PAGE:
I was almost asleep.
“Keep watch, dear Lord, with those who wait or watch or weep.” I pray it every night, and am reminded how hard it is for me to focus. I pray it every night and am aware that I often don’t finish it.
But last night, I thought, “in Advent, God keeps watch with us.”
And I remembered that all the way until morning.
In Advent, we talk about remembering the first coming of Christ as we anticipate the second coming. And though it may only be in my head, we may forget that the last recorded public words of Christ to his disciples, recounted as the great commission, are these: “I am with you always, even to the end of the age.”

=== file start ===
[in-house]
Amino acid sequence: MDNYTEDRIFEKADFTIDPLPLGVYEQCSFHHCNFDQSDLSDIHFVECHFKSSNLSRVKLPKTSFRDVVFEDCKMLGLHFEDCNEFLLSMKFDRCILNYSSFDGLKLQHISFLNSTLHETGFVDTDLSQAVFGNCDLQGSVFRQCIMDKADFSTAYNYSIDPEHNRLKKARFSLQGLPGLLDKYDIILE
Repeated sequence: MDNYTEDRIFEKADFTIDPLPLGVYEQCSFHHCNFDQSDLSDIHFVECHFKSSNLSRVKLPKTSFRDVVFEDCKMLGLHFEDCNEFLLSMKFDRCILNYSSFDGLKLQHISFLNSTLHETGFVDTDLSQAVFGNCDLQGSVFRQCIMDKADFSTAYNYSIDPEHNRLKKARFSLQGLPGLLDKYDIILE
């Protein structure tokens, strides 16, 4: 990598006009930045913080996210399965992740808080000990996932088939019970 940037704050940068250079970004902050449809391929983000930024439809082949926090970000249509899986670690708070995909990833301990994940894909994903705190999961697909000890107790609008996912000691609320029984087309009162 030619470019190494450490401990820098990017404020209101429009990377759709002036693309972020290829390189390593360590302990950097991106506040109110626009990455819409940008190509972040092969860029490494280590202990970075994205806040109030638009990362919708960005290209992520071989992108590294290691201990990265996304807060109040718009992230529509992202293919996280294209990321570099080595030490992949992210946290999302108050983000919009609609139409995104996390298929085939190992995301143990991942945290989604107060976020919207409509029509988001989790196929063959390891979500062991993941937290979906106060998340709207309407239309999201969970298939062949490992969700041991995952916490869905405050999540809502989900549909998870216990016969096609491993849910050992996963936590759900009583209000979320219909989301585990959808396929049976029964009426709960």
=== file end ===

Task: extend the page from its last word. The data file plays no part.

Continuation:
That promise is the core of the Compline prayer I mentioned earlier: “Keep watch with, dear Lord.” Not over, not from afar. With.
And in waiting and watching and weeping. In the ordinary, unending, processes of our lives. (Tish Harrison Warren has written about her interaction with this prayer and with life very well).
Some of us grew up to anticipate the second coming. It was a threat: “Don’t let the Lord find you doing what you shouldn’t be doing.” Taken, of course from Scripture. It was a divider: “We’ll get out of here.” It was a comfort. “All tears will be wiped away.”
But that plays loose with time, and with the words of Jesus. Witnessing about the second coming can blind us to bearing witness to the current withness.
I’m hesitant to say, “In our Advent journey this year, we’ll focus on the withness of God.” Because I’m writing in real time.
That said, Immanuel, God with us, has resonated with me for decades. The haunting minor key of the song. The miracle of the unrelenting though sometimes unfelt presence.
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